Synopsis: Over the last few months, the cybersecurity industry has seen increased Citrix zero-day vulnerabilities leveraged by threat actors to grant them initial access to networks. Attacks on Citrix are frequent due to the kind of access they facilitate for remote work. As threat actors continue their attempts to access and monetize personal information and defenders continually shrink their attack surface, it is imperative that system architects and administrators sufficiently harden their Citrix applications.

Action: Below is a list of practical, actionable steps.

  1. Password policy. At a minimum, domain password standards should be twelve (12) characters long, including all character sets. It’s recommended that your organization increase the possible limit of passwords to 24 characters, allowing users to implement passphrases. An example of a good passphrase would be “1993toyotacamry!” or “Workingfortheweekend!”.
  2. Multi-Factor Authentication (MFA). It is imperative that all remote access be contingent on multi-factor authentication. Ensure that remote access users must enroll in your MFA solution via an internal invitation only (i.e., enrollment is NOT prompted on the next login).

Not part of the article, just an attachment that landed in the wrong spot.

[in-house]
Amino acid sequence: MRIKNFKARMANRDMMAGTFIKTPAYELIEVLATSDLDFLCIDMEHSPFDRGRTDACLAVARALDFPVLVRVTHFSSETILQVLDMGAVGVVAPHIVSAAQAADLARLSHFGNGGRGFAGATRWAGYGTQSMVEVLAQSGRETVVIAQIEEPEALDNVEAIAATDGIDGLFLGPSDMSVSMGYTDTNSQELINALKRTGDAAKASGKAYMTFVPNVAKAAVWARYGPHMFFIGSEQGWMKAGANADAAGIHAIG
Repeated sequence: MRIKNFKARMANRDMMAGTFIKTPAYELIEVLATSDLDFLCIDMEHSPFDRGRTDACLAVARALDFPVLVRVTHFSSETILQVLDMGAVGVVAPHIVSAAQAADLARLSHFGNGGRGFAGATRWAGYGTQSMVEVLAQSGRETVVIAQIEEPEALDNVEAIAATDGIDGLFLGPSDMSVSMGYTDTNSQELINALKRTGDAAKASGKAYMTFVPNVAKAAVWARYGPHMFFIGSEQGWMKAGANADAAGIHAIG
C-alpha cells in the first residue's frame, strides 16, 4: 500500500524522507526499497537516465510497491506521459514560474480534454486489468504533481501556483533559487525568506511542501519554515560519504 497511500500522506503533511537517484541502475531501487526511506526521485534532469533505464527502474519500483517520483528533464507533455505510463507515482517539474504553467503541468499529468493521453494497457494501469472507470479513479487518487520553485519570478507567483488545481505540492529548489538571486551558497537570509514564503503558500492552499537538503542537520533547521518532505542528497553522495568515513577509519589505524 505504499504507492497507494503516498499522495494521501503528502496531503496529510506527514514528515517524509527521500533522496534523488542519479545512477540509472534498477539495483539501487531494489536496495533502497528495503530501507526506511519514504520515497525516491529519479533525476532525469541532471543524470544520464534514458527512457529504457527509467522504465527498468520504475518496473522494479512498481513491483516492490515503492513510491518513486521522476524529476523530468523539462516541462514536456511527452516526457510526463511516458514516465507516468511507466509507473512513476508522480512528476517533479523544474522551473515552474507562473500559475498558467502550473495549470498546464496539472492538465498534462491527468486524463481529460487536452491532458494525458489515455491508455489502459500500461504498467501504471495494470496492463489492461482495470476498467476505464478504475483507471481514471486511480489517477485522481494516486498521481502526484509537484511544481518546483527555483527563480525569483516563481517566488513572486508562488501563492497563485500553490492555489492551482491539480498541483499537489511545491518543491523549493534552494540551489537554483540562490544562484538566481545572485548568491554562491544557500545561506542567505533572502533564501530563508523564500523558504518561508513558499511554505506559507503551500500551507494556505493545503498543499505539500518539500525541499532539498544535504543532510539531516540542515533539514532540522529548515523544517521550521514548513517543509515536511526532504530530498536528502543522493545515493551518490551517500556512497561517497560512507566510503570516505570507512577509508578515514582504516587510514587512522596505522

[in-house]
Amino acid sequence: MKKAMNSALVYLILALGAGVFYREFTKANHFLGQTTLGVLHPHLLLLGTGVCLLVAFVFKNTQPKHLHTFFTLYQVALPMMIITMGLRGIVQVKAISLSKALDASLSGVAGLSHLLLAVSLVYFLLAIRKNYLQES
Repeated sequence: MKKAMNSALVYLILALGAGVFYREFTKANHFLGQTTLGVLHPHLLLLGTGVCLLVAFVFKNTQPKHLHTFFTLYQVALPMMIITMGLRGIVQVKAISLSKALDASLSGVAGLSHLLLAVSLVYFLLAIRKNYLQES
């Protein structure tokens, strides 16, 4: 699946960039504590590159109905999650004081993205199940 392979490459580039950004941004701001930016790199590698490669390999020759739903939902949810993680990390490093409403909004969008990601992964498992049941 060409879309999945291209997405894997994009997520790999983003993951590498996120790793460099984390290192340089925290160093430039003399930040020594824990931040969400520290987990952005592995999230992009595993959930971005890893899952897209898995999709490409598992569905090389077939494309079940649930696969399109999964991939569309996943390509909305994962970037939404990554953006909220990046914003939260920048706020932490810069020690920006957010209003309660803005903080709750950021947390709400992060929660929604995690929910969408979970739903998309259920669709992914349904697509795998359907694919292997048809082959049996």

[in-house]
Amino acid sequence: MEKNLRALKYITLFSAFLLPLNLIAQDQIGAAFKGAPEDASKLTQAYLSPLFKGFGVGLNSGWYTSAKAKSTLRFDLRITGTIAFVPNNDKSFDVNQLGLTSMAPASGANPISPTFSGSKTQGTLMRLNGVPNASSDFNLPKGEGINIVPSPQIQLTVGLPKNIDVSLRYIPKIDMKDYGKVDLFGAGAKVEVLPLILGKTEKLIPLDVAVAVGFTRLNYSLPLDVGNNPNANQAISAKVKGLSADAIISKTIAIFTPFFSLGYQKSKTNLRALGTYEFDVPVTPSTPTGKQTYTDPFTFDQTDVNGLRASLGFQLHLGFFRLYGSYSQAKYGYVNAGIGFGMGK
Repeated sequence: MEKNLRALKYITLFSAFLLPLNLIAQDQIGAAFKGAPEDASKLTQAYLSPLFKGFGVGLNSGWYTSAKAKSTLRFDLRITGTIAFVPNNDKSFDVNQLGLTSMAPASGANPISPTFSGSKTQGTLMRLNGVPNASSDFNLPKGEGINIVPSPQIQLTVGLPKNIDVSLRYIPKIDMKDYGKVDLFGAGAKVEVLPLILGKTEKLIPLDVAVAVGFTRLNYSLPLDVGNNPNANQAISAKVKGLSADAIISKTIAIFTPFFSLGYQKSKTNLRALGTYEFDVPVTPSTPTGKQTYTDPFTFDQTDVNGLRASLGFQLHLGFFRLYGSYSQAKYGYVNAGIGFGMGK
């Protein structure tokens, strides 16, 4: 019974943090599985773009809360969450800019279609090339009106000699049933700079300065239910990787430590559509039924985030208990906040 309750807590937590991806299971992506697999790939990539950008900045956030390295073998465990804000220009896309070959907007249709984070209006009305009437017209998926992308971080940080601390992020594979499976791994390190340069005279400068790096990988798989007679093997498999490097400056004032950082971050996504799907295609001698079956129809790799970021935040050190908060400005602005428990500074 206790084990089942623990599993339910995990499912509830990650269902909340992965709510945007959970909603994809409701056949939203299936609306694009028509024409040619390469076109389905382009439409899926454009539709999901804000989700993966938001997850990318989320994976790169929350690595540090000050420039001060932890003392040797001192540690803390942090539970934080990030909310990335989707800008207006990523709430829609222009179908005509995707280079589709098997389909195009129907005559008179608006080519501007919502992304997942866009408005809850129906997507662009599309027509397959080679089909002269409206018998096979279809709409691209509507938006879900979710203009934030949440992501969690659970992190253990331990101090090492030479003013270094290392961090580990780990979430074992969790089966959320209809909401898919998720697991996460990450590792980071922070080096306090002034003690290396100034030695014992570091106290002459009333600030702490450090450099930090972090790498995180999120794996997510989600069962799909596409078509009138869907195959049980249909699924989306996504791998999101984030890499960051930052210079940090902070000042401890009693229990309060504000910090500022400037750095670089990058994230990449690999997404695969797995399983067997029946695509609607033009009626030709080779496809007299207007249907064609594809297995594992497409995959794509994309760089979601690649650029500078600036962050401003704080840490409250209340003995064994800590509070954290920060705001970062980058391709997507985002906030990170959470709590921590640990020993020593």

3. Remote access audit. Users should only be granted remote access capability permissions on an “as needed” basis, or based on the principle of least privilege. Fortified recommends that an audit of all users with remote access be reviewed, and any users who have not used their remote access within thirty (30) days should have their access revoked.
  4. Citrix application hardening. Citrix applications must be hardened so that a threat actor cannot “break out” of the application and access unpublished applications or the underlying system. Browser-based applications should be stripped down to bare functionalities (i.e., no printing, saving, access to settings, etc.).
  5. Underlying system/server hardening. Privileged utilities, such as CMD and PowerShell, should be severely limited and tightly controlled on these systems. PowerShell should be forced into constrained language mode (CLM), with robust execution policies in place. Additionally, if PowerShell scripts are needed, ensure that only signed scripts can be run.

These recommendations serve as a good starting point on the cyclical path of network defenses and attack-surface management.


Email Team